Objective: This study was designed to evaluate the effects of heavy menstrual bleeding (HMB) on the quality of life (QoL).
Methods: A prospective, observational study was conducted including 58 patients with HMB, aged 35 years or older, with a negative pregnancy test result, menstrual blood loss >80 ml, uterine volume up to 200 cc and negative endometrial biopsy. The QoL was evaluated by interview using the Short Form-36 (SF-36) questionnaire. Blood loss, measured by Pictorial Blood Loss Assessment Chart (PBAC), and hemoglobin levels were also assessed. Statistical analysis was performed using the Pearson coefficient correlation test.
Results: The age of the patients ranged from 35 to 52 years (42.8+/-0.2 years). Increase in monthly expenses, negative implications in conjugal life, work impairment and health-care utilization due to HMB were seen in 96.5, 94.7, 66.7 and 59.6% of the patients, respectively. Hemoglobin levels correlated to SF-36 physical and mental composites scores (p=0.020 and p=0.027, respectively). PBAC score was not correlated with the QoL (physical composite score: p=0.222 and mental composite score: p=0.642) or with hemoglobin levels (r=-0.065; p=0.278). Hemoglobin and QoL showed significant improvement after treatment (p<0.001). Hemoglobin level was the only independent predictor of the QoL measured by SF-36 physical (p=0.03) and mental (p=0.04) composites scores.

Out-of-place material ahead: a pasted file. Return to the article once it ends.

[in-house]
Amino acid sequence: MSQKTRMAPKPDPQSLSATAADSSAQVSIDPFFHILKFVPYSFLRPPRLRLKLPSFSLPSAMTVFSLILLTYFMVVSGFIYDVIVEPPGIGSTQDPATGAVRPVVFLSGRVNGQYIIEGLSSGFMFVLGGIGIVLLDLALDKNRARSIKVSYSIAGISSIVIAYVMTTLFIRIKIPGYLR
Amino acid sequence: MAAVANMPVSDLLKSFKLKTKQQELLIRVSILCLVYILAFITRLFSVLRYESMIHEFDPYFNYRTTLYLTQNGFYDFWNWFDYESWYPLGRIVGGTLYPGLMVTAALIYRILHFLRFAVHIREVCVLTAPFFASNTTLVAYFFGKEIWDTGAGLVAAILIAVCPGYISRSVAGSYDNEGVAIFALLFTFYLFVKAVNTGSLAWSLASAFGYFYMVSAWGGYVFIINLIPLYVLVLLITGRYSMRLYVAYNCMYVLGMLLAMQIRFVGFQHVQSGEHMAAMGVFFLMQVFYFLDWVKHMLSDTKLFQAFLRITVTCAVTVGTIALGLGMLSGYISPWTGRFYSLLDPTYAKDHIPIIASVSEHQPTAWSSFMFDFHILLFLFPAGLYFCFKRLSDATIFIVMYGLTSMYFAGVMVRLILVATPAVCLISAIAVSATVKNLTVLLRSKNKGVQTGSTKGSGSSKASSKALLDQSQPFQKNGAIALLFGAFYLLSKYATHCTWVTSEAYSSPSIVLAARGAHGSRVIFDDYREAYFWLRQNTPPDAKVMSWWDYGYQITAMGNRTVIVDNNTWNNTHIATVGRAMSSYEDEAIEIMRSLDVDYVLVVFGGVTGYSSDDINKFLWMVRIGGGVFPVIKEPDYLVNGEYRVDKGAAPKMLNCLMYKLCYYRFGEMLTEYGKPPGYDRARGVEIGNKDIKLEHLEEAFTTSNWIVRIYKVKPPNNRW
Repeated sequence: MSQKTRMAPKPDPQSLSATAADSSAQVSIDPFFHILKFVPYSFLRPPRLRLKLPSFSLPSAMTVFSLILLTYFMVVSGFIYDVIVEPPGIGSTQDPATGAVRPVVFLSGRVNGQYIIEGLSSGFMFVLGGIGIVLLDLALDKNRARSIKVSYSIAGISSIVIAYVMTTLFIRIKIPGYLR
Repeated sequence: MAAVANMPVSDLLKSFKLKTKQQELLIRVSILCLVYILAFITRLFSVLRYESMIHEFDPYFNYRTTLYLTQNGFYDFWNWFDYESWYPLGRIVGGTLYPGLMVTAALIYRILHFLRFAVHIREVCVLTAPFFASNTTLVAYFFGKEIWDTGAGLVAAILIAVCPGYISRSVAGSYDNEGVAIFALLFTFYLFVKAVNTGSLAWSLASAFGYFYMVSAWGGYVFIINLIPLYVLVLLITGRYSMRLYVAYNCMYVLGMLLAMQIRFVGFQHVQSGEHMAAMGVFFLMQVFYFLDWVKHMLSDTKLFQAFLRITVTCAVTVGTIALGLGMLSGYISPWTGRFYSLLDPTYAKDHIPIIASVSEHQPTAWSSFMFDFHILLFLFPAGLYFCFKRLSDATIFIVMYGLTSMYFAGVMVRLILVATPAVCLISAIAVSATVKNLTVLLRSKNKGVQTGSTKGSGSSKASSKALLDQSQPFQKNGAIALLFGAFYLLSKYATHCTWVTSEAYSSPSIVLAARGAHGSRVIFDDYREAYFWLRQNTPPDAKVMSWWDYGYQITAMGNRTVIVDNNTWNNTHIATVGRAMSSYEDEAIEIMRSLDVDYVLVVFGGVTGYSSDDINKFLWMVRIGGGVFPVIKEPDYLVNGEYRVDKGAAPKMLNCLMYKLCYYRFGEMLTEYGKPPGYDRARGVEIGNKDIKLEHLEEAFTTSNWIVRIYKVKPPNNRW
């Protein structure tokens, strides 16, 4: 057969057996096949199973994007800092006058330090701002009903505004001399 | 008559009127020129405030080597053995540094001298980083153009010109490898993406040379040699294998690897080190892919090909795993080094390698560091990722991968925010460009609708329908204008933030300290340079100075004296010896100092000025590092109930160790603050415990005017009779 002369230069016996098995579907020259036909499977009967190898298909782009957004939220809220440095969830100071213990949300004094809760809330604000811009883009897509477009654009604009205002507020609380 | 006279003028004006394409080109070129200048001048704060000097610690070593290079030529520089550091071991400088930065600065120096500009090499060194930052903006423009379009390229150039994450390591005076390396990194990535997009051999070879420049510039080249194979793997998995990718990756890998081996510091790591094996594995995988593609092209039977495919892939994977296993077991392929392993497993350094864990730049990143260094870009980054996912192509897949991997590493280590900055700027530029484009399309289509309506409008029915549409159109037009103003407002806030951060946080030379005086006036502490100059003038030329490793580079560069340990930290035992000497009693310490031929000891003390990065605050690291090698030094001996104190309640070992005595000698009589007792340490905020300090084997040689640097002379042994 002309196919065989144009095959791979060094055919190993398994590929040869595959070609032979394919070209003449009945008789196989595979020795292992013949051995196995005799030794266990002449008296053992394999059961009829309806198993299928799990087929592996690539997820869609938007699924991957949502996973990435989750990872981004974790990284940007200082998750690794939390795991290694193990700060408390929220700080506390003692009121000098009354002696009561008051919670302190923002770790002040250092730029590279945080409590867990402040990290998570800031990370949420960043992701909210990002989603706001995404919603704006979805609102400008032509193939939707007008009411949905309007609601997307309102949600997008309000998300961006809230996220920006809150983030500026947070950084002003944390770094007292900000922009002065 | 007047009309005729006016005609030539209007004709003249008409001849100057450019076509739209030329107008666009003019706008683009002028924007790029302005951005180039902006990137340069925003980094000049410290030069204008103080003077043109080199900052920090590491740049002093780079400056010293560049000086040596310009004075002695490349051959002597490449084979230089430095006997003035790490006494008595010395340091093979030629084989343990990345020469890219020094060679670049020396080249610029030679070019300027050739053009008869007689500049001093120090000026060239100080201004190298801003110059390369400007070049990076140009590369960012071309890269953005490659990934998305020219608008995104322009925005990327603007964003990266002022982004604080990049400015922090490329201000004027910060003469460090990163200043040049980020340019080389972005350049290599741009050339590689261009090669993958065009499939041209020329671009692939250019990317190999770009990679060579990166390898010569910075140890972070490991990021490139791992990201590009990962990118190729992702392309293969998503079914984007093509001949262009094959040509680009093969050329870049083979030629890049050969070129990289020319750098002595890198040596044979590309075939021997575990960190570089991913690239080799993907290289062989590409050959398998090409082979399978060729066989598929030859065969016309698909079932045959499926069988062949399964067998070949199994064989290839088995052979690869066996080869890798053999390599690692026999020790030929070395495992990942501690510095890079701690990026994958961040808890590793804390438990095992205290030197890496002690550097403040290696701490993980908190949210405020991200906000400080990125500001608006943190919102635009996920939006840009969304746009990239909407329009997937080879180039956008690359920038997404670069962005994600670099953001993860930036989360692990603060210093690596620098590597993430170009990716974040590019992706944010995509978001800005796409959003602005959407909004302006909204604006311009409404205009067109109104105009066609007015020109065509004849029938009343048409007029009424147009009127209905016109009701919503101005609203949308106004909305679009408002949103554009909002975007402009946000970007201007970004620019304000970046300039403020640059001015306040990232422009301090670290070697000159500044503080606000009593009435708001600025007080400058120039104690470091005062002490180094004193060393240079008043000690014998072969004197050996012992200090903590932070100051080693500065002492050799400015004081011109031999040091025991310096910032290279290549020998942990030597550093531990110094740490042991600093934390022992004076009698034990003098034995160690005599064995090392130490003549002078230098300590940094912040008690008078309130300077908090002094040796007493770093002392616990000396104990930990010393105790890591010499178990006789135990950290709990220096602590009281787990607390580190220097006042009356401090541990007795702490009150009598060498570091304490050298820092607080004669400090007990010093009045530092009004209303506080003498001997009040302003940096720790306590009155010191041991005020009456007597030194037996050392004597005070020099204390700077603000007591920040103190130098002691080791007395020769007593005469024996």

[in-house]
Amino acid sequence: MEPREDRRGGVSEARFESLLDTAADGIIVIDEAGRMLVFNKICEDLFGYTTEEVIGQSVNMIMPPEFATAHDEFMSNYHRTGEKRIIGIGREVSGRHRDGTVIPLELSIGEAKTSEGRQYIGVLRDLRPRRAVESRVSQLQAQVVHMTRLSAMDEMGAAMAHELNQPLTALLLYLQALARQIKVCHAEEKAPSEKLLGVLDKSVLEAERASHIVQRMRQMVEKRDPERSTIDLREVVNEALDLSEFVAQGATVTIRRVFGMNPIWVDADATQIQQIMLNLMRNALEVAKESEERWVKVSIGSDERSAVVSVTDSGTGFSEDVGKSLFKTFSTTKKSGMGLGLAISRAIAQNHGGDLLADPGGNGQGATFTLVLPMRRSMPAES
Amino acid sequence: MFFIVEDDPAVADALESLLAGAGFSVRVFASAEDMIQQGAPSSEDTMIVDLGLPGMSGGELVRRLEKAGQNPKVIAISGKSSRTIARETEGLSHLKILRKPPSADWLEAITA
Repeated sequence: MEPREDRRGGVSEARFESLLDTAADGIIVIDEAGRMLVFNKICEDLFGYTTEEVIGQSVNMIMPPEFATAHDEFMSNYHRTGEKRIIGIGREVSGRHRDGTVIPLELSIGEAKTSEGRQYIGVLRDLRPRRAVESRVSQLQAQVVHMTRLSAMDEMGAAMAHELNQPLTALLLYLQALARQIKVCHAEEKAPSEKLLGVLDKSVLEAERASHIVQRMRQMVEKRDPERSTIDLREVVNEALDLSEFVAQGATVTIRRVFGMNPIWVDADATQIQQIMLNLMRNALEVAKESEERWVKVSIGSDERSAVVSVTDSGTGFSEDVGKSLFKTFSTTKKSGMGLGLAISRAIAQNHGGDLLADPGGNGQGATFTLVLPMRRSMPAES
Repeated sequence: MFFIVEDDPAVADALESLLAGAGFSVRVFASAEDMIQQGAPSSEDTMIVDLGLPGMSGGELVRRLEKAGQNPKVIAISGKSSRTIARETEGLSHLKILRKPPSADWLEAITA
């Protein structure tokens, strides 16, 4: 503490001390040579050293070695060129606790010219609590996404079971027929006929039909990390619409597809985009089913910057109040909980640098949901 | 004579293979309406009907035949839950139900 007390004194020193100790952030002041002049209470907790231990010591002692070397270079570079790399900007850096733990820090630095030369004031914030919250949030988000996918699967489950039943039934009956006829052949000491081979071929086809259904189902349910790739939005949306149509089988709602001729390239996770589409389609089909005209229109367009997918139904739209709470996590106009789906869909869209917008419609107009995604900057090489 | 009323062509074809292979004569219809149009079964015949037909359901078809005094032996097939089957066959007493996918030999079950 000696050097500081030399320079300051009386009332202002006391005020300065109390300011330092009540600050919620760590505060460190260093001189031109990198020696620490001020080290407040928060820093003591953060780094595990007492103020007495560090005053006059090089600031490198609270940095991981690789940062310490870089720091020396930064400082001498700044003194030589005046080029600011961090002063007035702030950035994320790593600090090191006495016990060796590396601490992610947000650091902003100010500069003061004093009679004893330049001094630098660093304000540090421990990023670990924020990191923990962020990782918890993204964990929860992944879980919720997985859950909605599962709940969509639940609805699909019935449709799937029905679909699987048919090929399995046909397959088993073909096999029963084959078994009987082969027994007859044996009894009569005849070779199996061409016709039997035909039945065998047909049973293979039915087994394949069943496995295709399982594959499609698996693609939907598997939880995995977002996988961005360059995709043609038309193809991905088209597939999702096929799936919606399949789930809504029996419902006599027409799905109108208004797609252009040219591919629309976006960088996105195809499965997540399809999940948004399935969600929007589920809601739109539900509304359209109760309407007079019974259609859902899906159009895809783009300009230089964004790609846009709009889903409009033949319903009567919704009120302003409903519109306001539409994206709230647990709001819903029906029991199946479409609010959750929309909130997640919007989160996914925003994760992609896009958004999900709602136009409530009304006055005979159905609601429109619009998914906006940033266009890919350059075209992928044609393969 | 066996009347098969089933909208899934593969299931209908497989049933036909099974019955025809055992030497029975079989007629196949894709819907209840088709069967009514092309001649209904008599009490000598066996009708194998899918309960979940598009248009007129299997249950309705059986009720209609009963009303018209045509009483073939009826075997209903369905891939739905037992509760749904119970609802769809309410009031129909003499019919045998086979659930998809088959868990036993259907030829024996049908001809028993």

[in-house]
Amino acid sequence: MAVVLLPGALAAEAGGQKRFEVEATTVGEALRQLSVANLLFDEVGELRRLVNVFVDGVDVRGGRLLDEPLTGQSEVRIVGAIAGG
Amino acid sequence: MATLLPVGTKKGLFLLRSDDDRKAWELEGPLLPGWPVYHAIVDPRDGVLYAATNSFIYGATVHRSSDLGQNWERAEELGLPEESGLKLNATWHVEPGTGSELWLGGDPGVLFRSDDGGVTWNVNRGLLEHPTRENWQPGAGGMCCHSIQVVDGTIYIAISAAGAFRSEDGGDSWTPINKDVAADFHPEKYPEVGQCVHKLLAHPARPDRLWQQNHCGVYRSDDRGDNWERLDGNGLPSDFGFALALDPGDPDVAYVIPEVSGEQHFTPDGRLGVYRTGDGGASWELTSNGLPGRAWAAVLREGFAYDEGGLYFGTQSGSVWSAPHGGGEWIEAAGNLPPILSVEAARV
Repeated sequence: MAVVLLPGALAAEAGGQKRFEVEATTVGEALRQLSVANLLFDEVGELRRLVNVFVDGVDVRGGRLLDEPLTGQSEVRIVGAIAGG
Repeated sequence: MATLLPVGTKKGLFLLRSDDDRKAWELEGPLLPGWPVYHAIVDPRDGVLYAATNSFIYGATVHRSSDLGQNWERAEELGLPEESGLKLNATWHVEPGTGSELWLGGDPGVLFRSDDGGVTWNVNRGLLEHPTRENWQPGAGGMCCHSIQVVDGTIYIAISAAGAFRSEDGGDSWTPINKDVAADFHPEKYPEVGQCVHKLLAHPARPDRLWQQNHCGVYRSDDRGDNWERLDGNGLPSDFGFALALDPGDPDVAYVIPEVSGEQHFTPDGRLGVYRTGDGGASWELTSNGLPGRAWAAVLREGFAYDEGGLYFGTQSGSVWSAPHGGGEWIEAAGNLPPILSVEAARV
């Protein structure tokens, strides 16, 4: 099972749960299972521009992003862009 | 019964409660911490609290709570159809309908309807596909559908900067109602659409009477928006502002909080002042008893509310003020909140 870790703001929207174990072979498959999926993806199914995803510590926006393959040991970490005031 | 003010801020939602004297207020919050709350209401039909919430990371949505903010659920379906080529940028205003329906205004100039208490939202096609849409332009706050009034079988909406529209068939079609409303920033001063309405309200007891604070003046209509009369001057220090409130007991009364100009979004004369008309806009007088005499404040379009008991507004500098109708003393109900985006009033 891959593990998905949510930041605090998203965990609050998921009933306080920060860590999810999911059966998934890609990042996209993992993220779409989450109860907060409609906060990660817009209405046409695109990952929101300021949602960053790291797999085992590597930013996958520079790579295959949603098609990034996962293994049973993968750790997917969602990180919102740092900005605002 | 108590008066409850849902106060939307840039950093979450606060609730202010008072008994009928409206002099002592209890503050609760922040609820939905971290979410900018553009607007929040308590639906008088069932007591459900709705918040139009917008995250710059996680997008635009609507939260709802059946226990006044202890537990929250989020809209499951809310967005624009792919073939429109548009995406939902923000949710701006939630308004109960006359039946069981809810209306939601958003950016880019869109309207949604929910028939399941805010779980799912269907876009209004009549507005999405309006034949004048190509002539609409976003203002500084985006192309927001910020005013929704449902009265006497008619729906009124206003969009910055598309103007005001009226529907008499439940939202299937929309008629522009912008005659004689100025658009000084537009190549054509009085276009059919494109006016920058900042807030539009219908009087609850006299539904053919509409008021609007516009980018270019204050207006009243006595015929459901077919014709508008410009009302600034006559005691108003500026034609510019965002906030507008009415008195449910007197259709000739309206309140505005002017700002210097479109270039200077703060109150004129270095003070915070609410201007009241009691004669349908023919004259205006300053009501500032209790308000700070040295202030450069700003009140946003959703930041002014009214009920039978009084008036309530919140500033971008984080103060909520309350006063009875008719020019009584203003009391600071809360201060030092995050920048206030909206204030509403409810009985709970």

Conclusions: HMB had significant repercussions in the social, medical and economic aspects of women. The impact on the QoL was associated with the hematimetric parameters.